Problem-Solving Strategies: Algorithms and Heuristics (page 2)
Some problems can be successfully solved by following specific, step-by-step instructions—that is, by using an algorithm. We can correctly assemble the pieces of a new bookcase by following the directions for assembly that come with the package. We can calculate the length of a slanted roof by using the Pythagorean theorem. When we follow an algorithm faithfully, we invariably arrive at a correct solution.
However, the world presents many problems for which no algorithms exist. There are no rules we can follow to identify a substitute metal ship, no list of instructions to help us address the destruction of rain forests. In the absence of an algorithm, learners must instead use a heuristic, a general problem-solving strategy that may or may not yield a successful outcome. For example, one heuristic that we might use in solving the deforestation problem is this: Identify a new behavior that adequately replaces the problem behavior (i.e., identify another way that peasant farmers can meet their survival needs). For another example of a heuristic, consider the addition problem in the exercise that follows.
Experiencing Firsthand • Grocery Shopping- Solve this addition problem as quickly as you possibly can:
You are purchasing three items at the store, at these prices:$19.95
About how much money are you spending? (Don’t worry about a possible sales tax.)
The fastest way to solve this problem is to round off and approximate. The first item costs about $20, the second about $40, and the third about $30; therefore, you are spending about $90 on your shopping spree. Rounding is often an excellent heuristic for arriving quickly at approximate answers to mathematical problems.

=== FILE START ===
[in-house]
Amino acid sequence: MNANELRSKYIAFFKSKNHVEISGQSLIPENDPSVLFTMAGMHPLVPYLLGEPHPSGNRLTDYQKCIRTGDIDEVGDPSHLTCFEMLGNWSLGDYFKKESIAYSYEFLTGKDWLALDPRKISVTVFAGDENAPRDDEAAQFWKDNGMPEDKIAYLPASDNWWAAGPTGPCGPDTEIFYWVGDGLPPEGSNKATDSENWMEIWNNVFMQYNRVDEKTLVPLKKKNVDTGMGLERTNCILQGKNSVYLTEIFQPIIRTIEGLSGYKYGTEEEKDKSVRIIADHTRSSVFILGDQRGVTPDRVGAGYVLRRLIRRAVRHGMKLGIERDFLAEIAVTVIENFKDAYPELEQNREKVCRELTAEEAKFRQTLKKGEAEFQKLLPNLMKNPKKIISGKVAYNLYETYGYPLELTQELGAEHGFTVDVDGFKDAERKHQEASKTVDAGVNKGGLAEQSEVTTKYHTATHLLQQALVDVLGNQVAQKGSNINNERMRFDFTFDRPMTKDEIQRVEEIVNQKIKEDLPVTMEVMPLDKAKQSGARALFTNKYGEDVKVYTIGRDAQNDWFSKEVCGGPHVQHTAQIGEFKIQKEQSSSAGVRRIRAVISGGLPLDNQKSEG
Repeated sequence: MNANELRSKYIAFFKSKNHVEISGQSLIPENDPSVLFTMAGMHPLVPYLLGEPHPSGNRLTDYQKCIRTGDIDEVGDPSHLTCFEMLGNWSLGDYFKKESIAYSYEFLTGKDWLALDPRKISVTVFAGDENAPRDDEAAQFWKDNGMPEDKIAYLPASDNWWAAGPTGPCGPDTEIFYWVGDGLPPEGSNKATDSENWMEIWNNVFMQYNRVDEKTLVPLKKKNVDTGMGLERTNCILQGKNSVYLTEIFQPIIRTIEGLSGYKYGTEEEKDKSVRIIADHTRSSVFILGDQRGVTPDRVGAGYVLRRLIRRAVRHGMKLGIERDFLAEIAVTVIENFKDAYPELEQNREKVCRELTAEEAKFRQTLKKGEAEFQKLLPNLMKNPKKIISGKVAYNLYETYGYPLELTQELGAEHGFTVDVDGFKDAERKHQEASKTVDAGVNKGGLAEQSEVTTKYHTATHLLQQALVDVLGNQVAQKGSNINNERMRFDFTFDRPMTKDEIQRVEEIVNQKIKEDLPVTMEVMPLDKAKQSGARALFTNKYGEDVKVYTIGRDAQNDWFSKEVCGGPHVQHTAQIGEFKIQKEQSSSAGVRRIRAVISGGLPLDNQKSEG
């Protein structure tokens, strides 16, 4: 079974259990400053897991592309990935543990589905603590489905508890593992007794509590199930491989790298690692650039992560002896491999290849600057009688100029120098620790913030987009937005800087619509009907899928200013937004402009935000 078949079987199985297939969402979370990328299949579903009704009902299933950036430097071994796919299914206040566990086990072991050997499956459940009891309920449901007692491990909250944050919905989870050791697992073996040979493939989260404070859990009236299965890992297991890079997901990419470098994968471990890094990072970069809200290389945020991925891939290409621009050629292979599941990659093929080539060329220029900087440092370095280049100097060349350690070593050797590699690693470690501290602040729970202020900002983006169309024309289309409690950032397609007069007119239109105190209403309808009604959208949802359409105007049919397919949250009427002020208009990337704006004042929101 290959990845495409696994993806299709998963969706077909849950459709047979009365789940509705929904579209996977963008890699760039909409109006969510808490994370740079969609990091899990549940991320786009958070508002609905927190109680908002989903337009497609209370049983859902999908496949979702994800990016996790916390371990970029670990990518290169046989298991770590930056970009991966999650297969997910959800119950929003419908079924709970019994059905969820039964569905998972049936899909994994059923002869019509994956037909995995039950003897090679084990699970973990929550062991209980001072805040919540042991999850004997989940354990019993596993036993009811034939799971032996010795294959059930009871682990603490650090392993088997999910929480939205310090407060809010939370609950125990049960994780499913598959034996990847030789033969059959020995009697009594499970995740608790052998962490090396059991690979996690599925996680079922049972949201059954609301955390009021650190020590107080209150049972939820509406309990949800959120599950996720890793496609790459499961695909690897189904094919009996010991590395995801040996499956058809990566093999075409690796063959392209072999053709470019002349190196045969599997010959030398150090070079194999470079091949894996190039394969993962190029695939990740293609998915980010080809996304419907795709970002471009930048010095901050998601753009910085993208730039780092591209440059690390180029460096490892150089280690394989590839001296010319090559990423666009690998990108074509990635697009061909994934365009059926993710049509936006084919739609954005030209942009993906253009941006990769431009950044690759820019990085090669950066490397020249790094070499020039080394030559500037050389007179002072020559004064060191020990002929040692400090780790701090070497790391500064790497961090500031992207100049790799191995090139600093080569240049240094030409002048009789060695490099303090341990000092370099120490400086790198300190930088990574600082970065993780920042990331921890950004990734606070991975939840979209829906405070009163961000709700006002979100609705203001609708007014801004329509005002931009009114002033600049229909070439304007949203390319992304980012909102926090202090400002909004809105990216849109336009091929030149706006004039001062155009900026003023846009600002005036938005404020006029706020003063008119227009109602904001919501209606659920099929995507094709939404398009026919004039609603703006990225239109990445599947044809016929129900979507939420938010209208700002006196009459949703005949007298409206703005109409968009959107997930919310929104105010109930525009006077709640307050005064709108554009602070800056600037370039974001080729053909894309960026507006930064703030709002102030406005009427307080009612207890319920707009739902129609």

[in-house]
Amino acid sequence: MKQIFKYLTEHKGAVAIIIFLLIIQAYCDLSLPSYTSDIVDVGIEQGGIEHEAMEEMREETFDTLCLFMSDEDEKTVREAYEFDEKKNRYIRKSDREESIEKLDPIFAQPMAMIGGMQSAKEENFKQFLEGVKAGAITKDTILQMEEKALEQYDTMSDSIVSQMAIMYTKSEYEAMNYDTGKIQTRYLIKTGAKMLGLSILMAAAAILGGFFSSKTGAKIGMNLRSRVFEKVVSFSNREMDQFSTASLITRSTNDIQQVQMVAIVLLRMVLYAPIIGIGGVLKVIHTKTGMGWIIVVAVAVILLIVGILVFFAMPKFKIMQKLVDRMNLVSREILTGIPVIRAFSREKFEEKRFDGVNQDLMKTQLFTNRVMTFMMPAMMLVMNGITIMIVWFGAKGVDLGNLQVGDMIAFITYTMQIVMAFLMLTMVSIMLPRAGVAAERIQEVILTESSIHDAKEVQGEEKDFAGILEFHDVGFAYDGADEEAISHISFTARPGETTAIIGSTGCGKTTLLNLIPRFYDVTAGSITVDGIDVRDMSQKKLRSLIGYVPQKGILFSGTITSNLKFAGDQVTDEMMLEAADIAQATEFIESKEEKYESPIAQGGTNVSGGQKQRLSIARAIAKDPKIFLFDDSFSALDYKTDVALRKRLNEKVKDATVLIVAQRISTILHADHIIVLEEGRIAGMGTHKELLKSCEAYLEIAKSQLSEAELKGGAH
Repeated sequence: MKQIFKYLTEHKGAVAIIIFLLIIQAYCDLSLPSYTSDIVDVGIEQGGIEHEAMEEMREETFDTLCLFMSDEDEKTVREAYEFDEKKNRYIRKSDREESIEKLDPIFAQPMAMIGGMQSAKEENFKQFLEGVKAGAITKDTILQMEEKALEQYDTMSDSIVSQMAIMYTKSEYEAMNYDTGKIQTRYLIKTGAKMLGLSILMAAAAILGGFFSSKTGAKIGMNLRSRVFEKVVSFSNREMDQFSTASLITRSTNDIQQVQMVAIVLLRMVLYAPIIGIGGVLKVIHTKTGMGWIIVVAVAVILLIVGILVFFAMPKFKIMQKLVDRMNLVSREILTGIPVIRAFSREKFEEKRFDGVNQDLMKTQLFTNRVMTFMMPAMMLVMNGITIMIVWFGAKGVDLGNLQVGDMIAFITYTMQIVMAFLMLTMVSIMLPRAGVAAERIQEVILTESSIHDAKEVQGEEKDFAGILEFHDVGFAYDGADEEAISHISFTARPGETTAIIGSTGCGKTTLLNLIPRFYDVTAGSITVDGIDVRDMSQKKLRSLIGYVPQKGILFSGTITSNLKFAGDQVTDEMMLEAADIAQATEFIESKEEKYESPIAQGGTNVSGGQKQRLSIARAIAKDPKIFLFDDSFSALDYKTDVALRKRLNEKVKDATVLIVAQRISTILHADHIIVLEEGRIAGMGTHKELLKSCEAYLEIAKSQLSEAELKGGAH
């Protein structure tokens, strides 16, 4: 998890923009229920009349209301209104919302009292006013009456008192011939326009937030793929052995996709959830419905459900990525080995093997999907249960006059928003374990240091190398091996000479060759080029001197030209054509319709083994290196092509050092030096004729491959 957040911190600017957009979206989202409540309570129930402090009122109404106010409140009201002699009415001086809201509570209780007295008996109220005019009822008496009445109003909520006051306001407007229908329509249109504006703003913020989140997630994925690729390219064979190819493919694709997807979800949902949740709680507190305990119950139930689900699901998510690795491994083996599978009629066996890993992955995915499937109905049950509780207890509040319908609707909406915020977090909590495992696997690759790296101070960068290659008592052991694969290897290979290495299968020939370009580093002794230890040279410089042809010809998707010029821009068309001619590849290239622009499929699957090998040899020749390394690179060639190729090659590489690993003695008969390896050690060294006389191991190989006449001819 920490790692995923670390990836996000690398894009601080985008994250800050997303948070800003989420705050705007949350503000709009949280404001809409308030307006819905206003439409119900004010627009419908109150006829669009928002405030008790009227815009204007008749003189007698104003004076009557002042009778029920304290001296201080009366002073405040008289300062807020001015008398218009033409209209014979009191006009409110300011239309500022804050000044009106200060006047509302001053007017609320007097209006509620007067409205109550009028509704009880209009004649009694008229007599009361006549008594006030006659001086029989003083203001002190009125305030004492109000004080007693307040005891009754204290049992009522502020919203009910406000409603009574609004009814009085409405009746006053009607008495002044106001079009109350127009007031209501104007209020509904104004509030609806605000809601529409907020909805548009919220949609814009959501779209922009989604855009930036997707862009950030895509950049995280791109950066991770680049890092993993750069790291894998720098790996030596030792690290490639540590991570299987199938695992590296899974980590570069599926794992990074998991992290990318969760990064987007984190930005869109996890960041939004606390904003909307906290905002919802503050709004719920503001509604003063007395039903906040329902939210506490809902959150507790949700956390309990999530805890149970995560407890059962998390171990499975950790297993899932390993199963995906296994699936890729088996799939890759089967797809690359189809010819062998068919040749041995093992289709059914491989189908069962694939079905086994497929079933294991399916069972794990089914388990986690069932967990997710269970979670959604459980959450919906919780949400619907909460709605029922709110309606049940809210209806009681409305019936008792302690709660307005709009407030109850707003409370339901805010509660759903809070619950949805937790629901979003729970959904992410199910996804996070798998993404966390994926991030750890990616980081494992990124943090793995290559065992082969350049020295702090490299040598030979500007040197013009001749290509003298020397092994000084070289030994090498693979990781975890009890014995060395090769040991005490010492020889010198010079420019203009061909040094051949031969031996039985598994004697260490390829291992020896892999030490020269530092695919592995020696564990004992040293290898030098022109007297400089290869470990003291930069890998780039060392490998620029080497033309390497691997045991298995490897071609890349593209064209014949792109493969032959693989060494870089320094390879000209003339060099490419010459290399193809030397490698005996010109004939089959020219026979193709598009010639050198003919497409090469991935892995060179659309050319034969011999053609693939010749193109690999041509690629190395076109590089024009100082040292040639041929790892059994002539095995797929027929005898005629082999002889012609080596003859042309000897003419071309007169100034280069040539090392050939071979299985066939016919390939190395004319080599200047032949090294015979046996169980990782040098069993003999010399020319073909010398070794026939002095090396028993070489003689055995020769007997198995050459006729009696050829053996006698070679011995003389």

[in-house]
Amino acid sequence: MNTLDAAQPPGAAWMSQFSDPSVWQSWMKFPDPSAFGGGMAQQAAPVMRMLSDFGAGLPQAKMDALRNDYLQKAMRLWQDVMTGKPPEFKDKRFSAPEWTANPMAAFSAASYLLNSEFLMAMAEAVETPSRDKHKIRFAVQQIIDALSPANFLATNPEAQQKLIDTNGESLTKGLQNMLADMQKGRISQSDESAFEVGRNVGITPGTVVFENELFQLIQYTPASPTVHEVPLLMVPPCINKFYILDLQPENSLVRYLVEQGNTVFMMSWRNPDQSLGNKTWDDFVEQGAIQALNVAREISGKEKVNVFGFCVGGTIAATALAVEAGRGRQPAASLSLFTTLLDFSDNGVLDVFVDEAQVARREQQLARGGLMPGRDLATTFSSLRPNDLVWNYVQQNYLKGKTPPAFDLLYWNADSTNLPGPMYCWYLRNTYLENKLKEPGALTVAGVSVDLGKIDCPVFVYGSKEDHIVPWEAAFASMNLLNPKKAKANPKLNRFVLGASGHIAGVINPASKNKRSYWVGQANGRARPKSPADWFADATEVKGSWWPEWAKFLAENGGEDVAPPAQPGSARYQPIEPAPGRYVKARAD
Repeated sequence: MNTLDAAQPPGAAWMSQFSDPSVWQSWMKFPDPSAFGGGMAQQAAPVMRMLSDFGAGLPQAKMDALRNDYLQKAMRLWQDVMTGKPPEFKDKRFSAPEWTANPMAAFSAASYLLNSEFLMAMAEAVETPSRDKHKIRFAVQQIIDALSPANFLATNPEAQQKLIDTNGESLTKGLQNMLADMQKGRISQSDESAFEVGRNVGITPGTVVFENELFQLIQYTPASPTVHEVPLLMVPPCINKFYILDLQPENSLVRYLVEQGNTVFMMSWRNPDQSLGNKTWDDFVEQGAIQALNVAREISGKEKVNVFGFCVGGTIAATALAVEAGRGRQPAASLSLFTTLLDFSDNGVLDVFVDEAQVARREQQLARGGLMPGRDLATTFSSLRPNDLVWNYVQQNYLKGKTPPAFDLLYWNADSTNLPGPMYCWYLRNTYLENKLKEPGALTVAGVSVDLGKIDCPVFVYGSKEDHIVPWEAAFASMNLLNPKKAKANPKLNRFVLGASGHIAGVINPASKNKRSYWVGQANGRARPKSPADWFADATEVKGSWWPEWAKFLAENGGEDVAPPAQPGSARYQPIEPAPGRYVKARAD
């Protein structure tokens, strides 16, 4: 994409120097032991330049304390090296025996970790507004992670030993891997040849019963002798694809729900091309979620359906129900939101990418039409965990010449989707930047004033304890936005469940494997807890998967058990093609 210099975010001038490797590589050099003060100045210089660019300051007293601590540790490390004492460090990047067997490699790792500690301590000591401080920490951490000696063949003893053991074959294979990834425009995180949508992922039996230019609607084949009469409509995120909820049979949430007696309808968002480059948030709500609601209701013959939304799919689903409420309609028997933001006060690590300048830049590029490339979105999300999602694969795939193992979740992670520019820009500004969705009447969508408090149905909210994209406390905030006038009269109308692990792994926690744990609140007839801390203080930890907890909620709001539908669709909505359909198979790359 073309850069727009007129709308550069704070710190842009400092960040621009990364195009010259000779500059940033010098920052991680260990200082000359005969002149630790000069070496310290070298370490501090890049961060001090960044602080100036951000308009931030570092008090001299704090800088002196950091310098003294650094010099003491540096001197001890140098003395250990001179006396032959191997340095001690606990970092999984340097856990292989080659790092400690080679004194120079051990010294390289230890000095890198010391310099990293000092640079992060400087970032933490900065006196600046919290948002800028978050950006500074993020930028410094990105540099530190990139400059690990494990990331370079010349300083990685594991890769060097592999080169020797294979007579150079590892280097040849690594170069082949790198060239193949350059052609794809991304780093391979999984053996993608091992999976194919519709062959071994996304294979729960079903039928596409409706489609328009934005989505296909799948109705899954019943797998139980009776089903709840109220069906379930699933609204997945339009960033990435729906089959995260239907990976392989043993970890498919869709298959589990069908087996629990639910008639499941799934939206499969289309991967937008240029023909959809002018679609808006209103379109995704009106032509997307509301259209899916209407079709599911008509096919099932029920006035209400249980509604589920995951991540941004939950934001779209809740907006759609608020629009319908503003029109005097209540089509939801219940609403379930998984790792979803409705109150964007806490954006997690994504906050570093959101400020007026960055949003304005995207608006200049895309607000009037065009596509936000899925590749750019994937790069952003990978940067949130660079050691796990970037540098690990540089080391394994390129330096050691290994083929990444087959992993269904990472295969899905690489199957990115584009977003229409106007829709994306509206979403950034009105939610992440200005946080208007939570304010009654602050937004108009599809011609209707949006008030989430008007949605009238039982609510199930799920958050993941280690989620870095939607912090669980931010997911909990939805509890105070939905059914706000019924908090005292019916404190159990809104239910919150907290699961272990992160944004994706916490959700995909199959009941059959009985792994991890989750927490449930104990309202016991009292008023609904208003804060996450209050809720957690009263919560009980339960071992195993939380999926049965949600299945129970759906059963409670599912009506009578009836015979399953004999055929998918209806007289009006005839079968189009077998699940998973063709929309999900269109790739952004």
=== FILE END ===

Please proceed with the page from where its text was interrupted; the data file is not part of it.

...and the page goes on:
At school, students typically get far more practice solving well-defined problems than ill-defined ones, and they are taught many more algorithms than heuristics. For example, they are likely to spend more school time learning problem-solving strategies useful in determining the length of planks needed for a treehouse roof than strategies applicable to the problem of deforestation. And they are apt to spend more time using laws of physics to predict when battleships will float than wrestling with ways of preventing the conflicts that require those battleships in the first place. But many real-world problems cannot be solved with cut-and-dried algorithms. Furthermore, few algorithms exist for solving problems outside the domains of mathematics and science.
Problem-solving strategies, algorithms and heuristics alike, are often specific to particular content domains. But here are several general problem-solving heuristics that students may find helpful in a variety of contexts:
- Identify subgoals. Break a large, complex task into two or more specific subtasks that can be more easily addressed.
- Use paper and pencil. Draw a diagram, list a problem’s components, or jot down potential solutions or approaches.
- Draw an analogy. Identify a situation analogous to the problem situation, and derive potential solutions from the analogy.